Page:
Collaborating on a capsule collection for Blake Lively's Preserve as the first featured artisan? Consider it a check on Ashley Longshore's list.
The New Orleans-based artist (and Lively's close friend) has a series of luxe, nature-inspired pillows featured on the newly launched lifestyle site. And this isn't Longshore's first high-profile collab—you'll find home goods, bags and more of her work available at Anthropologie as well.
But for Preserve, Longshore's beetle, bird and butterfly-adorned pillows are season-inspired works that reflect the delicate and rustic medley that characterizes the site. In her own words, Preserve is "an exploration of the beauty and uniqueness of products being made by Americans in America."
When did you first meet Blake?
I met her four years ago. She told me she passed by my studio every day for weeks, but I was on a creative sabbatical in Maui. When I finally got back, she rolled into my studio one hot summer day all leggy and tousled hair hiding under a fedora…and she was hooked. Little did I know that over the next four years I'd end up painting with her and teaching her to how to paint. She is very talented and very creative and one of the most genuine women I know. I'm so lucky to have this opportunity to bring our work that we painted together and share it with the masses.
Did she present Preserve to you? How did the collaboration happen?
Yes. She came in my studio one day and was very excited. She had commissioned me to do some paintings for her friends and we were talking about that and getting excited about being creative! She was with a good friend from Los Angeles who became a collector of my work on the spot. They both felt that my color, excitement, enthusiasm and passion for the beauty and rebelliousness of life would be a perfect fit for Preserve. I was really excited!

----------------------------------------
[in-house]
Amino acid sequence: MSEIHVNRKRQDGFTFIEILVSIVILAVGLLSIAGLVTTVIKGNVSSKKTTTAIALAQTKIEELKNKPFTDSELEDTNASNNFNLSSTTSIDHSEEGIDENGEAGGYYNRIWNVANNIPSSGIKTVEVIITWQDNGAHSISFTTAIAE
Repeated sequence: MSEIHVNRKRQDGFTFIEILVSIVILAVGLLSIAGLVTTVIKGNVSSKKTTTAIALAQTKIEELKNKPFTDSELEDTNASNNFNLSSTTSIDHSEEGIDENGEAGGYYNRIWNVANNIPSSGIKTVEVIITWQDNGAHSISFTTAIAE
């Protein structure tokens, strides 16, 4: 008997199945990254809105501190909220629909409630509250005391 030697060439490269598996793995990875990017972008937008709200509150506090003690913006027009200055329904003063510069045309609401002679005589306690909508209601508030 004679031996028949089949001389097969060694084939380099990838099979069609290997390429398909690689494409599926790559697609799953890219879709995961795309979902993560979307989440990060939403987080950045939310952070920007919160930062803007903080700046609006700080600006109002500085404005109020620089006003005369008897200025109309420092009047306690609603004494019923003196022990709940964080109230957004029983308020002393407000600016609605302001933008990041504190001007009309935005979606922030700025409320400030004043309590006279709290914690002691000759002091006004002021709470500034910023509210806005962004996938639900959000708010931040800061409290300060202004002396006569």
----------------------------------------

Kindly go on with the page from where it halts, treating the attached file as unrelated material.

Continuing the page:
What makes Preserve different?
Well, Preserve is different for a lot of reasons. What makes it different is that a style icon is curating it, but she has really made the focus on the artisan, not on herself. Whether you feel that Blake is a style icon or not, her beauty and style are undeniable. She is very conscientious of details and beauty and what goes in to making something special. Blake isn't about instant gratification. She is much more about the process. Not to be cliché, but it's not always about the destination but the process, and that's what she's trying to say. She is showcasing people who really spend their life perfecting their craft. It's very cool, and I think it's different. The texture of the site is different than any other I have seen.
Why pillows? How did Blake come to love the pillows/want them for the site?
Well, Blake and I spent a lot of time painting together. We would talk about composition and subject matter, pick a color palette and then experiment with different glitters and stones. We both have an appreciation for nature and beautiful creatures and we thought how fun to have a great accessory in the home that was representative of the different beautiful creatures that inspire both of us.
What's a main source of inspiration for you at the moment?
That's such a personal question. Sometimes inspiration isn't something I can really put into words other than inspiration is a feeling more than a word. It's flashes of color in my brain and compositions that end up on a canvas. But I'm very inspired by conversation pieces, color, anything that radiates light.
How did you first get involved with Anthropologie?
They found me on an inspiration trip to New Orleans and I have worked with them for five years…I was so excited when they called me and wanted to collaborate. I have designed so many great products for them. It's been a lot of fun!
Describe the aesthetic of your own home.
Parisian-style walls, floor-to-ceiling paintings from artists from my world travels, sculptures I've purchased at Art Basel, vases of flowers everywhere. Stacks and stacks of art books and edgy art magazines.
What's some advice for someone who wants to brighten up their home without spending a fortune?
The best place to spend money is artwork. This is why I have launched Artgasm. It's a platform to make art accessible to everyone. You could have a white sofa from Ikea, coffee tables from a garage sale, your grandmother's old vanity desk that was a hand-me-down, a bunch of pretty flowers from the market, then spend your money on art and it all comes together. And don't be afraid to use color. Color lifts the spirit. There's nothing wrong with a serene neutral environment, but color can control and set the mood; it can lift you up and bring you down. Make your home an experience.